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Kinetic Molecular Theory

Pressure

Concepts

What is the origin of the pressure exerted by a gas?

As is evident from the previous exercises, the Kinetic Molecular Theory proposes that a gas is composed of a large number of particles in rapid motion. Each particle occasionally collides with a wall of the container. As a result of that collision, the particle exerts a force on the wall.

What does the Kinetic Molecular Theory predict about the pressure of a gas? The following exercises illustrate several predictions of the Kinetic Molecular Theory.



Effect of Particle Mass

The simulation below depicts a system containing helium atoms (red, FW 4.00) and krypton atoms (blue, FW 83.80). The graph at the left shows the speed of one of the helium atoms (red line) and one of the krypton atoms (blue line) as a function of time. The speeds fluctuate, of course, as a result of the collisions with other particles. Run the simulation, carefully observe the behaviors of the particles, and answer the following questions.

1. Which atoms, helium or krypton, move faster? Explain why this behavior occurs in terms of the postulates of the Kinetic Molecular Theory.

2. Observe collisions between two helium atoms. Do such collisions produce significant changes in the speeds and directions of motion of the helium atoms?

3. Observe collisions between two krypton atoms. Do such collisions produce significant changes in the speeds and directions of motion of the krypton atoms?

4. Observe collisions between a helium atom and a krypton atom. Do such collisions produce a significant change in the speed and direction of motion of the helium atom? Do such collisions produce a significant change in the speed and direction of motion of the krypton atom? Explain why this behavior differs from that for helium-helium and krypton-krypton collisions.

Helium           Krypton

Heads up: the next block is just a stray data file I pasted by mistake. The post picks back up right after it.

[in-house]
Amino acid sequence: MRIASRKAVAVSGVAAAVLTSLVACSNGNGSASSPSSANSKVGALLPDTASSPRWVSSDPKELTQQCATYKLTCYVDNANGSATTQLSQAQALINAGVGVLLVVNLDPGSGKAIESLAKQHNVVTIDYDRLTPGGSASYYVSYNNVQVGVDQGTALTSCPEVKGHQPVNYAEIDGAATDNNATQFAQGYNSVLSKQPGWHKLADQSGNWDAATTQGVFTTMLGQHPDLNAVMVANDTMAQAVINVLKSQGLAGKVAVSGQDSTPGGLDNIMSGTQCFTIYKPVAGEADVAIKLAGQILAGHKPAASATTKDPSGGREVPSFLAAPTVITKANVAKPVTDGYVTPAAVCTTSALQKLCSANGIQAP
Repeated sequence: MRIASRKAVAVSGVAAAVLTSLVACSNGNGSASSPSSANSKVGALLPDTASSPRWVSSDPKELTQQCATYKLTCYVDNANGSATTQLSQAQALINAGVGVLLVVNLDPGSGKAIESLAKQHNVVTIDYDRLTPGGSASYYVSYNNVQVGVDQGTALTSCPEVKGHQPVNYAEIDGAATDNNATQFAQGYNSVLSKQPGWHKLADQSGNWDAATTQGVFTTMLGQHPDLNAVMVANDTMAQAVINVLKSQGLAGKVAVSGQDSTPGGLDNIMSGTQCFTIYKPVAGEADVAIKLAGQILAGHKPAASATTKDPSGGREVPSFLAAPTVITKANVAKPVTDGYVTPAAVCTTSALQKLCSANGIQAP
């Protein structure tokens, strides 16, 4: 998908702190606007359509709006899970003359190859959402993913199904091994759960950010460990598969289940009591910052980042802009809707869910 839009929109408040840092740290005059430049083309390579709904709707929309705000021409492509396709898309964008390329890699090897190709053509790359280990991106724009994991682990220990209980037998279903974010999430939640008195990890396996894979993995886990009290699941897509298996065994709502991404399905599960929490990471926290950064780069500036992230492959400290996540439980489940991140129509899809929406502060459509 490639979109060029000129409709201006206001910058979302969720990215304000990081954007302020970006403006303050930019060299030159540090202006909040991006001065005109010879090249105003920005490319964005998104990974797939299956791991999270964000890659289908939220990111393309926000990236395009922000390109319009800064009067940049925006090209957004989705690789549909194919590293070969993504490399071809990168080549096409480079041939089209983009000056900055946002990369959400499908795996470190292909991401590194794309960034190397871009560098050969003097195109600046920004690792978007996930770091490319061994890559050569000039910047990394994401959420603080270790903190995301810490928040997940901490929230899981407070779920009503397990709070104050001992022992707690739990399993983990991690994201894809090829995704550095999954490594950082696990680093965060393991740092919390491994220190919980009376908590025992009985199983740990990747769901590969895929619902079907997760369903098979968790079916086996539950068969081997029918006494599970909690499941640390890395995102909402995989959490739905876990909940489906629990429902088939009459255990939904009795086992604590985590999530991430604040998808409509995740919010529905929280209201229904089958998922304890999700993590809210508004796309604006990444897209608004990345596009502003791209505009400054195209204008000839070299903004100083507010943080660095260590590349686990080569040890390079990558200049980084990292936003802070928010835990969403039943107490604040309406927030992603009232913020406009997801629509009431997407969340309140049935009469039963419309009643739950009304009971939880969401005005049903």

Factors affecting the Pressure

In the simulation below you may select the number of molecules and the molecular mass of the molecules. The manometer at the lower left allows the pressure of the system to be measured.

Systematically vary the molecular mass and number of particles. Remember to reset the simulation after the conditions are changed. Your goals are to identify the effect of particle mass and number of particles on the pressure of the gas and to explain this behavior in terms of the Kinetic Molecular Theory.

Carefully observe the simulation and answer the following questions. Bear in mind that the volume of the system is fixed; thus there is a constant surface area for the container walls.

1. Pressure is associated with collisions of the particles with the container walls. What is the force of each collision? How many collisions occur in a given period of time? (You will need to answer these questions qualitatively.)

2. How does the mass of the particles affect the collision frequency? How does it affect the force of each collision with the container wall?

3. How does the number of particles affect the collision frequency? How does it affect the force of each collision with the container wall?

4. How does the pressure vary with the mass of the particles? Does the identity of a molecular have any influence on the pressure of the gas?

5. How does the pressure vay with the number of particles?

Molecular Mass


Number of Particles










Maxwell Distribution                     Pressure-Volume Relation

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© 2001-2014 David N. Blauch